2. There are many great Hindus (like Vinoba) who accept and cherish Hindu scriptures, the Gita and the Upanishads, but they have little use for its history, its national and corporate life. They forget that this side too is important and needs nourishing. Upanishads repeatedly speak of the physical and mental vehicle or abode of a spiritual truth, the adhishThâna that holds that truth. How can the Hindus contribute anything to the world, if they lose their national life and identity?
3. The problems of Hinduism are internal as well as external. The attack comes both from inside and outside. While the forces of self-alienation are increasing within the society, external enemies have intensified their attack. The two forces interact and reinforce each other. All unfriendly elements like Communism, Islam, Christianity have powerful international links, ideological, financial and organizational. The entry of Arab money on a large scale in the last few years spells a most ominous development – it spells the return of Medieval days.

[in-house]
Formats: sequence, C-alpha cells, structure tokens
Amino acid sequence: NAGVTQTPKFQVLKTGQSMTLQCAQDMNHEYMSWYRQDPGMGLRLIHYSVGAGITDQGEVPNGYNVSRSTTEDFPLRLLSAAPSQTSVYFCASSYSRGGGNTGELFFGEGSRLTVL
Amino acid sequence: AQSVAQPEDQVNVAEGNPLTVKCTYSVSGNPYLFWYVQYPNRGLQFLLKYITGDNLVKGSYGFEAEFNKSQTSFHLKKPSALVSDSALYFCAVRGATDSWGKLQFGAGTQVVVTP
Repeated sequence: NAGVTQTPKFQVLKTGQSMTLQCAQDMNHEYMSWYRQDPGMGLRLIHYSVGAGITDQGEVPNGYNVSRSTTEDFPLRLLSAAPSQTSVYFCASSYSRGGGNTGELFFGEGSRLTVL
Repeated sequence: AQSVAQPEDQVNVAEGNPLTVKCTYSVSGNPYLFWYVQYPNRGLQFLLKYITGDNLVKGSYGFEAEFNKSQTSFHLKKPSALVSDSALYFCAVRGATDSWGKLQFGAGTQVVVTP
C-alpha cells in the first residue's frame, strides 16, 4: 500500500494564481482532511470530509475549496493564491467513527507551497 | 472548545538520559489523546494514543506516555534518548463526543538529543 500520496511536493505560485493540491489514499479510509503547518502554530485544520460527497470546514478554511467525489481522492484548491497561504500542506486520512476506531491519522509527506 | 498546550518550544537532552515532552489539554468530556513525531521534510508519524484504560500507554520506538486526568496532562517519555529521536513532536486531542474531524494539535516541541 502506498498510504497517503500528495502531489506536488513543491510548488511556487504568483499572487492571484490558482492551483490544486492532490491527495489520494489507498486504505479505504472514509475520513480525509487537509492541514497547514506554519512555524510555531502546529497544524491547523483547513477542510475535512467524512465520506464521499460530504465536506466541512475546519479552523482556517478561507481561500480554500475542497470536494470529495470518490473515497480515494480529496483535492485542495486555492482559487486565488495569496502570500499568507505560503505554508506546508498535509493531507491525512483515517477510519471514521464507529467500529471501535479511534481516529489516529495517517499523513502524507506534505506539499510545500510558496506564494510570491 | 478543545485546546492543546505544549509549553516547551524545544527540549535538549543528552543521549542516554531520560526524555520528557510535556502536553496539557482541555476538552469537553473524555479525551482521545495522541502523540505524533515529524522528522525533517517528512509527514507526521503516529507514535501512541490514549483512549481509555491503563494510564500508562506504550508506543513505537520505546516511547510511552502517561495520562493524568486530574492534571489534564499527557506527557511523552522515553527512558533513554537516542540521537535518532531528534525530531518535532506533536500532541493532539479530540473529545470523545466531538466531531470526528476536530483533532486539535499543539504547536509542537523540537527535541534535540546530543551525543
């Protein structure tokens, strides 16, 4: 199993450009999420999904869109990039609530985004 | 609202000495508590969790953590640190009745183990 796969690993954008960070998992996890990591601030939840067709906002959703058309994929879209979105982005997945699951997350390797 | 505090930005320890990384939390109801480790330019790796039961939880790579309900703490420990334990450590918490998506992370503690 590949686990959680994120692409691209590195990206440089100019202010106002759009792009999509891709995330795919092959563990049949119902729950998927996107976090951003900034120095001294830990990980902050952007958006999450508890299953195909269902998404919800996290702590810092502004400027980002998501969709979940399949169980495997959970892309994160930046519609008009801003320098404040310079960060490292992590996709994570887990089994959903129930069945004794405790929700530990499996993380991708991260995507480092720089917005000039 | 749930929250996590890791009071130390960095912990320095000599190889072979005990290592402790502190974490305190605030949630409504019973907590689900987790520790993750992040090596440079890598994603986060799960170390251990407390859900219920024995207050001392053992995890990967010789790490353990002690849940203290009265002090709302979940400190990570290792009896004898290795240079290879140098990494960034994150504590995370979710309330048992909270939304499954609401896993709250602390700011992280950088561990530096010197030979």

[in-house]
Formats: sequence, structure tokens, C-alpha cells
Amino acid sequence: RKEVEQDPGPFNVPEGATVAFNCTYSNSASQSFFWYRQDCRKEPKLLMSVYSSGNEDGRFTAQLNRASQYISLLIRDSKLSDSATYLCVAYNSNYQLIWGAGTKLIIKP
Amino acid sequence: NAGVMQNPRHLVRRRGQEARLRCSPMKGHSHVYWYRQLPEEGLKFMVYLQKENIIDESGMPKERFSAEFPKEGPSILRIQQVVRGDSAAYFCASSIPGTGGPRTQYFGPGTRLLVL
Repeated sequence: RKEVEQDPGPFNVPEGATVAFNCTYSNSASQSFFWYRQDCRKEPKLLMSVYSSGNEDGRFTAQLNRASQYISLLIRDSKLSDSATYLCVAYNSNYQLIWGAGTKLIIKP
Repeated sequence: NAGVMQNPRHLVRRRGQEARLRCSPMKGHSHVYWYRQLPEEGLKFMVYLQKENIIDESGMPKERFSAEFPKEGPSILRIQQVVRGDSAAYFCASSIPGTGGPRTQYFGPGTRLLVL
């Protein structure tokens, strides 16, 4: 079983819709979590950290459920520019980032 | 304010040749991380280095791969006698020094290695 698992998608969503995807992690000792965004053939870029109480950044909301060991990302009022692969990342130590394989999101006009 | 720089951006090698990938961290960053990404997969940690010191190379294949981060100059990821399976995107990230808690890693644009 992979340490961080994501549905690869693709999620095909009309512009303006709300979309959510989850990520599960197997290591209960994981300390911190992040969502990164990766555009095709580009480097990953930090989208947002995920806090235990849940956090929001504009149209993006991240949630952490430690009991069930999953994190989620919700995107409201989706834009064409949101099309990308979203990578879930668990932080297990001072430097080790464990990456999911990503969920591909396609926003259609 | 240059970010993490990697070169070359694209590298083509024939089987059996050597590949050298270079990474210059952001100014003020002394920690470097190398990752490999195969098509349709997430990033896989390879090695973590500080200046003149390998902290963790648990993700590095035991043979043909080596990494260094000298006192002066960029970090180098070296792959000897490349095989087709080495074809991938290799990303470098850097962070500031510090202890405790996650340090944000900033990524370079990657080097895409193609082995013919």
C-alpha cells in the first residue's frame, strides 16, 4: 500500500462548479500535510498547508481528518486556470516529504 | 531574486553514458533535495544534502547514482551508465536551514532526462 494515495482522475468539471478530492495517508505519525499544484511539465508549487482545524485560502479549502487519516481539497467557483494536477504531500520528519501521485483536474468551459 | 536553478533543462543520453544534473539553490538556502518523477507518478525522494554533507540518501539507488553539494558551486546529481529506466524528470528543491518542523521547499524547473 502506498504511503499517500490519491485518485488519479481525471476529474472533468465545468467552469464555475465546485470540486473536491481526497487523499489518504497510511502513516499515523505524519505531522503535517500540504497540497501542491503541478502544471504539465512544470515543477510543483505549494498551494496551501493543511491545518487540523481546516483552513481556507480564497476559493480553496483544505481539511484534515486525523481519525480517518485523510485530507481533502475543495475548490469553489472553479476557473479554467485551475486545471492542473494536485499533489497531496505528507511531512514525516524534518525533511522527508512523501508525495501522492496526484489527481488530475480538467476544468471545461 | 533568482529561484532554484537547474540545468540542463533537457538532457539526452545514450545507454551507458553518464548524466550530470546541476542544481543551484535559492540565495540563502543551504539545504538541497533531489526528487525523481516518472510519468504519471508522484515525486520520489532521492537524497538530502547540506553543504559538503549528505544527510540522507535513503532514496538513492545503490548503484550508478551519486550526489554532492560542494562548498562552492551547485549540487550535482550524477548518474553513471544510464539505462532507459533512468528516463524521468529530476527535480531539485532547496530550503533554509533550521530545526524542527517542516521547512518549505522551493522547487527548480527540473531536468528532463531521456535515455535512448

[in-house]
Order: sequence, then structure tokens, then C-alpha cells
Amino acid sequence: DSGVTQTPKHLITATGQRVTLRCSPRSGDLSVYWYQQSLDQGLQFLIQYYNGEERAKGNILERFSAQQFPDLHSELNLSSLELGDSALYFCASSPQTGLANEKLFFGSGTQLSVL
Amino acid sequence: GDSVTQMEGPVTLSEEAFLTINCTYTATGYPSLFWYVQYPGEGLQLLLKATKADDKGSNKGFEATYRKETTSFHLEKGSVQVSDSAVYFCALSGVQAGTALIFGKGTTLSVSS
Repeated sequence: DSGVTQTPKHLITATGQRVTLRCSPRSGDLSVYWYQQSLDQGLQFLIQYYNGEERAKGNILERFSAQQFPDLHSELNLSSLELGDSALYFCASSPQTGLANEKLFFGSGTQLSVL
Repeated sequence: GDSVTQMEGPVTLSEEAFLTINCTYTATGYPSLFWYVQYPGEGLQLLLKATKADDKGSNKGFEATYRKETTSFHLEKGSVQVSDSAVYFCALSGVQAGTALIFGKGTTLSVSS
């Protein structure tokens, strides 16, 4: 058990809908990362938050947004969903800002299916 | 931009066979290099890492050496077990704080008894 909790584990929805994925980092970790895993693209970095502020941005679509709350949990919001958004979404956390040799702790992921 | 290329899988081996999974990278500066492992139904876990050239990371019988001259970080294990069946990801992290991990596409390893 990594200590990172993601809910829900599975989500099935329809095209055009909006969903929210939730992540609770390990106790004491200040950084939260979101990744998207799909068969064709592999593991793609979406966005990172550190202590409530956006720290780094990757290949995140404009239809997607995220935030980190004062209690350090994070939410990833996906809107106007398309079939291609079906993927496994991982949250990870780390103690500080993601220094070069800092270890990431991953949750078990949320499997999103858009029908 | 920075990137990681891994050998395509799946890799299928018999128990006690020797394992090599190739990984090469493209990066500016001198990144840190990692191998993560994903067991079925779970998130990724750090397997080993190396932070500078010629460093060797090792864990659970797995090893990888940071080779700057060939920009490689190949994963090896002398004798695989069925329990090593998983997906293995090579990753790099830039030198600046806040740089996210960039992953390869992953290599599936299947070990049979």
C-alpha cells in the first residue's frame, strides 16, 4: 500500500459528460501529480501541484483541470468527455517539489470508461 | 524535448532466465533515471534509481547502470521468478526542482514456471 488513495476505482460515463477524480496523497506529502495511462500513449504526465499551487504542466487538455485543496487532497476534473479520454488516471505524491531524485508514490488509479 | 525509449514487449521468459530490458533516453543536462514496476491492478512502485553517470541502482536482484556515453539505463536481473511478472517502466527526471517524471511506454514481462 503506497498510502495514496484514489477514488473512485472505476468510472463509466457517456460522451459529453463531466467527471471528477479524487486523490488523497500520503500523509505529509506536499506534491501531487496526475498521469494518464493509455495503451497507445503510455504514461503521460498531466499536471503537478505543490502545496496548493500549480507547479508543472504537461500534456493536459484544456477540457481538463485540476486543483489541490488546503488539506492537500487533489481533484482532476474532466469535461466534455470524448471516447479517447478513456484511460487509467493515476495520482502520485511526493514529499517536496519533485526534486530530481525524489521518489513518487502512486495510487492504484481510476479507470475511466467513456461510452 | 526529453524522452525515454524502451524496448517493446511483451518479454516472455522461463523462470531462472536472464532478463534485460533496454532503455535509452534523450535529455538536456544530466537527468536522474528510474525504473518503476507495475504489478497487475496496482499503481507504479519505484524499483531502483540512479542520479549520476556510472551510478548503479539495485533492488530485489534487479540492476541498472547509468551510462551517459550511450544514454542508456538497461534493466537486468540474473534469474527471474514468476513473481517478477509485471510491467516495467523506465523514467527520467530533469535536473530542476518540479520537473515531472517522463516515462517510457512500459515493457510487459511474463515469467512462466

1. India has been held together by Hinduism. But now this bond is under great ideological attack and is weakening. As a result, the social fabric of the nation is falling apart and fissiparous forces are on the increase. The moral quality of the nation is also deteriorating. Ashramas, religious orders, temples, kîrtans, kathâs, pilgrimages are still doing useful work. They generate spiritual life at the grass-roots. But these institutions are losing their elan, inwardness and vision. A general rootlessness is growing, and these institutions are not drawing the new generation. This puts into jeopardy the very future of Hindu society.
2. The Hindu philosophy and sâdhanâ are individual. Hindu mode of worship helps an individual ethically and spiritually, but it does not raise his collective consciousness. For example, one could go to all the temples of the land, listen to kîrtans and bhajans, read all the scriptures without ever hearing the word ‘Hindu’. But it is different with religions like Islam and Christianity which are organized round the idea of a tribe, a church, an ummah. They may help one very little ethically and spiritually, but they do give him a sense of communal solidarity. Their social organization is also aggressive, in keeping with their aggressive philosophy. This puts deep and universal but passive religions like Hinduism, Buddhism and Taosim at a disadvantage vis-a-vis those ideologies which are aggressive in their philosophy and tribal in their social organisation.